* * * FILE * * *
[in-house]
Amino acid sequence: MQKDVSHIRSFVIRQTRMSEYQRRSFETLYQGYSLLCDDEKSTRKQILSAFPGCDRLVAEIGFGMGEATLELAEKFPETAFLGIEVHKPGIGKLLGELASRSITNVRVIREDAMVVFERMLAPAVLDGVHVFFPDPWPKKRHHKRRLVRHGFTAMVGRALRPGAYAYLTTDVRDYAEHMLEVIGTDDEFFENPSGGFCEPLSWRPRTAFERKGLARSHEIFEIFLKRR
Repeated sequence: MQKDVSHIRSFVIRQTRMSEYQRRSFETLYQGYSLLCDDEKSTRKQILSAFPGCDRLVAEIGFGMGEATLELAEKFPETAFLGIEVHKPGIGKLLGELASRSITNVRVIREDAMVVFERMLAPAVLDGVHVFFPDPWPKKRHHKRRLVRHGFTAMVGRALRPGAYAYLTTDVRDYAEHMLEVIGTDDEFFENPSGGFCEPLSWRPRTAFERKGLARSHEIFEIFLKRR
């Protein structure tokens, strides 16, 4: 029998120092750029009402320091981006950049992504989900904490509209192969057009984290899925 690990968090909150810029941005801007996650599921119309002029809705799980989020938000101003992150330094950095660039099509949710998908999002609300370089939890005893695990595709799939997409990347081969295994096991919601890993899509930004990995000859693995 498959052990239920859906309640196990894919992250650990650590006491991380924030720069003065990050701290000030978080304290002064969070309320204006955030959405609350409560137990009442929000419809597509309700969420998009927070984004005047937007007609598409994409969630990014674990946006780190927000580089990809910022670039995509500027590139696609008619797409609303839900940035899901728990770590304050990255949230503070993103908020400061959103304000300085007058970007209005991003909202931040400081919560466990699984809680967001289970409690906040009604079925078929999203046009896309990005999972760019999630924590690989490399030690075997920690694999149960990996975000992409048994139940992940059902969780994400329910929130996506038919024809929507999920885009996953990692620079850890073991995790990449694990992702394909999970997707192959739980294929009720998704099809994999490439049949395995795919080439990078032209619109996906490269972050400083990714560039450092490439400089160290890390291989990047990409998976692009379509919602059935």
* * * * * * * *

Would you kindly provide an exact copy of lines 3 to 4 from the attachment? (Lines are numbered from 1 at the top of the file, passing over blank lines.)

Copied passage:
Repeated sequence: MQKDVSHIRSFVIRQTRMSEYQRRSFETLYQGYSLLCDDEKSTRKQILSAFPGCDRLVAEIGFGMGEATLELAEKFPETAFLGIEVHKPGIGKLLGELASRSITNVRVIREDAMVVFERMLAPAVLDGVHVFFPDPWPKKRHHKRRLVRHGFTAMVGRALRPGAYAYLTTDVRDYAEHMLEVIGTDDEFFENPSGGFCEPLSWRPRTAFERKGLARSHEIFEIFLKRR
């Protein structure tokens, strides 16, 4: 029998120092750029009402320091981006950049992504989900904490509209192969057009984290899925 690990968090909150810029941005801007996650599921119309002029809705799980989020938000101003992150330094950095660039099509949710998908999002609300370089939890005893695990595709799939997409990347081969295994096991919601890993899509930004990995000859693995 498959052990239920859906309640196990894919992250650990650590006491991380924030720069003065990050701290000030978080304290002064969070309320204006955030959405609350409560137990009442929000419809597509309700969420998009927070984004005047937007007609598409994409969630990014674990946006780190927000580089990809910022670039995509500027590139696609008619797409609303839900940035899901728990770590304050990255949230503070993103908020400061959103304000300085007058970007209005991003909202931040400081919560466990699984809680967001289970409690906040009604079925078929999203046009896309990005999972760019999630924590690989490399030690075997920690694999149960990996975000992409048994139940992940059902969780994400329910929130996506038919024809929507999920885009996953990692620079850890073991995790990449694990992702394909999970997707192959739980294929009720998704099809994999490439049949395995795919080439990078032209619109996906490269972050400083990714560039450092490439400089160290890390291989990047990409998976692009379509919602059935």